Like me, they're transplants from Planet Virginia to a foreign land.
For me, it was Canada, and for them it was Wisconsin. But, they mention the same stares they get when they say "y'all". I like their page because they're very creative and open-hearted and they're clearly happy and love each other. And I like their music.
So, Salon also has a problem with the Post's limp reporting.
Rebecca Traister writes:
"Perhaps (and I realize this is pie-in-the-sky thinking here) the leveling of the sexual marketplace Stepp writes about, in which women and men enjoy and pursue sex with comparable vigor, could be good for both sexes. First, it could deflate some of the frequently unearned but long-held stereotypes about guys who'll have sex with anything that moves, who consider each conquest a notch on their bedpost, who are more turned on by the pursuit than by the physical pleasure of union. Perhaps, if sex with women is something that they didn't have to finagle and tease and chase their way into, if it was just a fun activity that two people who liked each other chose to engage in and that often felt really great, everyone would have a better time."
Well, that actually sounds really boring. But, I see her point. The WaPo article has no better solution...
"It all falls into the John Tierney school of thought that says that all these overachieving college girls are going to end up single. All the libidinous ones are going to go sexless as well. Why don't we just buckle up our chastity belts and give those boys something to focus on unlocking already? Because lord knows, our eager, aroused bodies are totally harshing their hard-ons!"
Again, I'm not sure why people can't write articles defending young women without going into full-tilt passive-aggressive freakout mode. The Post article is massively stupid, but is it really attempting to market chastity belts? I just see it as being dopey, poorly thought through lifestyle reporting. Not a reactionary attack on women.
So, what do we know?
1) Young men, especially macho young men can't get it up.
2) The Washington Post says this is because women are too horny and available.
3) Salon says "nuh-uh".
How about this (and I realize this is also pie-in-the-sky thinking)... young people are already having plenty of sex as a "fun activity", without any repression. The sexual revolution has been won! The squares lost, baby! The Post and Salon are both wrong- the zipless fuck is already the norm for young people. The levelling of the sexual marketplace is a fait accompli.
And yet... they still have hang-ups. Not about sex, but about emotional vulnerability. They stick to one-night stands and fuck-buddies because they don't really know how to trust other people. Maybe Mom and Dad got divorced (which, frankly, is fucking devastating for a child), or maybe Mom and Dad just hate each other, and they've been innoculated with an ultra-competitive mindset in which other people are there for whatever you can get out of them.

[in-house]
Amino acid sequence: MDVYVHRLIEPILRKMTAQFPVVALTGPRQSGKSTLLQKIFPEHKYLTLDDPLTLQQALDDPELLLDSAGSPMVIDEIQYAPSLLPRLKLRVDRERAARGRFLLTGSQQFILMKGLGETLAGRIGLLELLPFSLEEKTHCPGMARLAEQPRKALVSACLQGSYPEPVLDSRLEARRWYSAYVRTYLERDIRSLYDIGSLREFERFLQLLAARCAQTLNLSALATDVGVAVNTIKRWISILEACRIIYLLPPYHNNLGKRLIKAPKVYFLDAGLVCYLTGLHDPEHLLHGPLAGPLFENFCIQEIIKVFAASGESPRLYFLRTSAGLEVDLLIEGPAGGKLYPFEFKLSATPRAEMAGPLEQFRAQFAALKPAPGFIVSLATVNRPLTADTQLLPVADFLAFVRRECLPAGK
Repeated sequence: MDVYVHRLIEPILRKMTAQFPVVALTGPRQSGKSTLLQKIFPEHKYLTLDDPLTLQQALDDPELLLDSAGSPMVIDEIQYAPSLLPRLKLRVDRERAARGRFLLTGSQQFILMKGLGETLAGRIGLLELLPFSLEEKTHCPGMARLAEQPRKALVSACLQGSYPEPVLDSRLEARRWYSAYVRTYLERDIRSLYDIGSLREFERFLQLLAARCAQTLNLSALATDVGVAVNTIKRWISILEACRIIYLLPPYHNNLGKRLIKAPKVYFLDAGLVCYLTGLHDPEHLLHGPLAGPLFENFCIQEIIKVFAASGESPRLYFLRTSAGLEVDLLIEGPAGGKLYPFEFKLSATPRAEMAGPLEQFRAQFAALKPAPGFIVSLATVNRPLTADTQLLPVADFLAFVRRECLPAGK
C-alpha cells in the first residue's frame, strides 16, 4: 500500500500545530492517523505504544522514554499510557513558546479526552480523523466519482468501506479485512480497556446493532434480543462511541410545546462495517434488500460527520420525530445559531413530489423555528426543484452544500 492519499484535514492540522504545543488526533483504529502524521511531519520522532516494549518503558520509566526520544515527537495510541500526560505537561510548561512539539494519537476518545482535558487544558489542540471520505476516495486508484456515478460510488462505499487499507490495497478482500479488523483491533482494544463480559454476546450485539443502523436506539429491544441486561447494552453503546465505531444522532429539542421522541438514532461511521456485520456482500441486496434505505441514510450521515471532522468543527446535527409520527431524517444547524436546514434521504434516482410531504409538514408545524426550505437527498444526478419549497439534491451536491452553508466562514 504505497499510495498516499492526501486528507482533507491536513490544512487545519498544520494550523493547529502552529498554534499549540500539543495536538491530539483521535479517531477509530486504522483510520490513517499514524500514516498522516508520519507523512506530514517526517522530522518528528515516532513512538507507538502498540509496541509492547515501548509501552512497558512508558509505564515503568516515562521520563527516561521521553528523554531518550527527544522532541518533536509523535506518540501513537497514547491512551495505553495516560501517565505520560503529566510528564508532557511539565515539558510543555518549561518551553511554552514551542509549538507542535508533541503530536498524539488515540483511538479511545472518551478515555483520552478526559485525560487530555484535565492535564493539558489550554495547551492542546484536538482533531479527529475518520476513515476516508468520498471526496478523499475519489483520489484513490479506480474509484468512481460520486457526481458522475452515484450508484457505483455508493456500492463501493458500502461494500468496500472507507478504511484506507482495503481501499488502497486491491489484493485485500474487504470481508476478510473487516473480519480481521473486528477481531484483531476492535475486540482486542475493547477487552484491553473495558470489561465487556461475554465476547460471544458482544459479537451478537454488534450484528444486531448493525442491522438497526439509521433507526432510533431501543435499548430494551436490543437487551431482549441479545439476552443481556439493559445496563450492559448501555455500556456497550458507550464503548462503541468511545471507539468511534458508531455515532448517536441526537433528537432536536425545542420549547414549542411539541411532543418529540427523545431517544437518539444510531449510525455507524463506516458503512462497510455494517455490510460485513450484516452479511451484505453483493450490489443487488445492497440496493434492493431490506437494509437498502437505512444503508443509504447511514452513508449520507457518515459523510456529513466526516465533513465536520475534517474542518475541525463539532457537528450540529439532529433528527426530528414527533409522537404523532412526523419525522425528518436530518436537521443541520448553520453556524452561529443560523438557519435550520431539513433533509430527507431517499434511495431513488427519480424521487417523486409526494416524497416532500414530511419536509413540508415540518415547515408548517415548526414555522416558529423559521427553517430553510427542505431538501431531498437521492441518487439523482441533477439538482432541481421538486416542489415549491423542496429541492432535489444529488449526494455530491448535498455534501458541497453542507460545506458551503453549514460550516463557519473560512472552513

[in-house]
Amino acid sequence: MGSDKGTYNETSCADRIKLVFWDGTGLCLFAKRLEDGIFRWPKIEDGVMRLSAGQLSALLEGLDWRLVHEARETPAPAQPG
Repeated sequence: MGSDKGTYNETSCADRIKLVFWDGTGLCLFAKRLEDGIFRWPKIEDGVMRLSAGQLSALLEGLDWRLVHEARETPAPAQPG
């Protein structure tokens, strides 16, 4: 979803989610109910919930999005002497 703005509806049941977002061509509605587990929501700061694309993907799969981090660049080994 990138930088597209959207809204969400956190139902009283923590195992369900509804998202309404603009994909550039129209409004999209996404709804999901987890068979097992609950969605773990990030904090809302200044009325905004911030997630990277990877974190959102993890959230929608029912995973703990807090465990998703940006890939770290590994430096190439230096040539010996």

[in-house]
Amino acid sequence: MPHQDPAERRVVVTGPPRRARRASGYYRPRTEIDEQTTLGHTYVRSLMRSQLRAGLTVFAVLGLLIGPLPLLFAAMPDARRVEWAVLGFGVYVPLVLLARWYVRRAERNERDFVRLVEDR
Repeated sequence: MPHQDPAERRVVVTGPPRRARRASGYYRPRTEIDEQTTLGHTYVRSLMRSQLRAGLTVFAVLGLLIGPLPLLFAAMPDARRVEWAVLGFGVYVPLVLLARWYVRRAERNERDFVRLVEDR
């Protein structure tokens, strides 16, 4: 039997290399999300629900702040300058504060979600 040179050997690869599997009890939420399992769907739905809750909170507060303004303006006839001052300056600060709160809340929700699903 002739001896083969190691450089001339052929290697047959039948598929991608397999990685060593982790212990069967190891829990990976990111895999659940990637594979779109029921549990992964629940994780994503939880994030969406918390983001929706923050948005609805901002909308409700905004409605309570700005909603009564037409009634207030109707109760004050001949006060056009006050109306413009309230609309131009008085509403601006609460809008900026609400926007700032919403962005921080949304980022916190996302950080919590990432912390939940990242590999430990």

I went back to school at age 26 and was shocked by how emotionless these kids were. What I saw at my university wasn't a fear of any sexual freedom. Zipless fucks, anonymous encounters, threesomes, foursomes, you name it- they were game. But, my classmates in university were terrified of caring about each other. I knew nobody who was looking for a relationship, and the couples I knew all wanted out. I think the most depressing thing I heard in four years was when I asked a friend if she was ever going to find herself a mate, and she replied "I have no time for a relationship! I'm 19- I have to think about my career!"
Maybe I was just lucky. I always had sex with feminists when I was a kid. They had their issues, but none of them saw sex as something that I gave them, or that I performed for their benefit. It wasn't divided into "my job" and "your job". It was something that we did together, usually while smoking pot and watching cartoons. If I couldn't get it up, we took a nap. It wasn't this sort of compulsive, joyless, desperate "hook-up" bullshit. It wasn't like a job interview for a corporation consisting of the opposite sex. It wasn't so emotionless and selfish and stupid.
I mean, I don't think the problem isn't that so many young people can't get it up. And it certainly isn't that they're sexually repressed by the patriarchy. It's that they can't really love other people. And that doesn't seem to worry Salon or the Post very much.
Call out the national guard! Young men are having problems with their boners!
At least, according to the Washington Post.
Incredibly enough, they found a handful of College boys who were willing to be quoted in a national newspaper as having trouble getting it up.